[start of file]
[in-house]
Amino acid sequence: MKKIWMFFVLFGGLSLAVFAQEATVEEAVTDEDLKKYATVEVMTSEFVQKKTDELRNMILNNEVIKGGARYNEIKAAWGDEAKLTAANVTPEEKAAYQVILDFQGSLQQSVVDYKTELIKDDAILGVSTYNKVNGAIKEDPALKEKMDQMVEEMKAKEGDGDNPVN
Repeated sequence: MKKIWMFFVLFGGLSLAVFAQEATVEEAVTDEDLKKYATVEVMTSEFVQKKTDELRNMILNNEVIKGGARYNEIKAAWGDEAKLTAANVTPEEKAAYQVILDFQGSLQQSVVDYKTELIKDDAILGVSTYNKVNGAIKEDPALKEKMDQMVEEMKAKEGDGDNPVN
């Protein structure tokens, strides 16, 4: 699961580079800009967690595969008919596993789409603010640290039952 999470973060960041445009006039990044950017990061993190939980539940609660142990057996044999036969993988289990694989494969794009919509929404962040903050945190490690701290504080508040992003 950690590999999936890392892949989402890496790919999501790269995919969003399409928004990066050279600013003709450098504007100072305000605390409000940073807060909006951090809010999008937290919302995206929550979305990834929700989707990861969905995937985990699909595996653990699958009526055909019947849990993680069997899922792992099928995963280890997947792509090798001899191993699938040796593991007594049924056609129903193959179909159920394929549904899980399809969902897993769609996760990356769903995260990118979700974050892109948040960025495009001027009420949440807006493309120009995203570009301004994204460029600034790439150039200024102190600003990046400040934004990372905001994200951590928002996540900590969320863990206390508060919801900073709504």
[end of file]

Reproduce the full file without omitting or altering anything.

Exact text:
[in-house]
Amino acid sequence: MKKIWMFFVLFGGLSLAVFAQEATVEEAVTDEDLKKYATVEVMTSEFVQKKTDELRNMILNNEVIKGGARYNEIKAAWGDEAKLTAANVTPEEKAAYQVILDFQGSLQQSVVDYKTELIKDDAILGVSTYNKVNGAIKEDPALKEKMDQMVEEMKAKEGDGDNPVN
Repeated sequence: MKKIWMFFVLFGGLSLAVFAQEATVEEAVTDEDLKKYATVEVMTSEFVQKKTDELRNMILNNEVIKGGARYNEIKAAWGDEAKLTAANVTPEEKAAYQVILDFQGSLQQSVVDYKTELIKDDAILGVSTYNKVNGAIKEDPALKEKMDQMVEEMKAKEGDGDNPVN
């Protein structure tokens, strides 16, 4: 699961580079800009967690595969008919596993789409603010640290039952 999470973060960041445009006039990044950017990061993190939980539940609660142990057996044999036969993988289990694989494969794009919509929404962040903050945190490690701290504080508040992003 950690590999999936890392892949989402890496790919999501790269995919969003399409928004990066050279600013003709450098504007100072305000605390409000940073807060909006951090809010999008937290919302995206929550979305990834929700989707990861969905995937985990699909595996653990699958009526055909019947849990993680069997899922792992099928995963280890997947792509090798001899191993699938040796593991007594049924056609129903193959179909159920394929549904899980399809969902897993769609996760990356769903995260990118979700974050892109948040960025495009001027009420949440807006493309120009995203570009301004994204460029600034790439150039200024102190600003990046400040934004990372905001994200951590928002996540900590969320863990206390508060919801900073709504």